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Chlorophyll Angels

ISSUE:  Summer 1994
When it rains, the county sands our road
with cat litter. Later the clay pellets melt
around the tiny shells of grass seed.

By morning the road needs a trim.
A retired postal clerk hooks up the triple
blade to his John Deere 214.

Set too low, the blade cuts deeper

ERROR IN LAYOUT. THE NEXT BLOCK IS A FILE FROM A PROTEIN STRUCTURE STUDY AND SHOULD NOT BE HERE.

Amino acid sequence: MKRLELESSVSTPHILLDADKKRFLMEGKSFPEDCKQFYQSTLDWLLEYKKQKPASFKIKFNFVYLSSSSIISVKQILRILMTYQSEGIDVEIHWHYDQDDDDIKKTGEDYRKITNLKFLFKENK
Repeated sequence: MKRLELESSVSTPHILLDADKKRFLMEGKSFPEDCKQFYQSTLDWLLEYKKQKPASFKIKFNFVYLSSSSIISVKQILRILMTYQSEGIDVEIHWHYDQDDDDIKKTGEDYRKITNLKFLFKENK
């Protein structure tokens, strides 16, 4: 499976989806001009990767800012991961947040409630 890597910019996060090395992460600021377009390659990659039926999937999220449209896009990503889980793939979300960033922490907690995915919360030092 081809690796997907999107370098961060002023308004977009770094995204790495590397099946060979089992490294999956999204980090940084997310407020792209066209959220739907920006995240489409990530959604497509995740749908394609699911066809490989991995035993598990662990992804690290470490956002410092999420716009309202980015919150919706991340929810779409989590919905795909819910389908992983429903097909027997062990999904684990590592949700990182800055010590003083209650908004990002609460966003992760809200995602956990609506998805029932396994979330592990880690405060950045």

than green, uncovers the white roots
of chlorophyll angels at choir practice.

When he’s done, mower in the shed, shed
door locked and polished, you can hear
the angels: swing low sounds like

the reluctant, yet hopeful, footsteps
of beginning divers climbing their first cliff
above the wide, unpredictable green.


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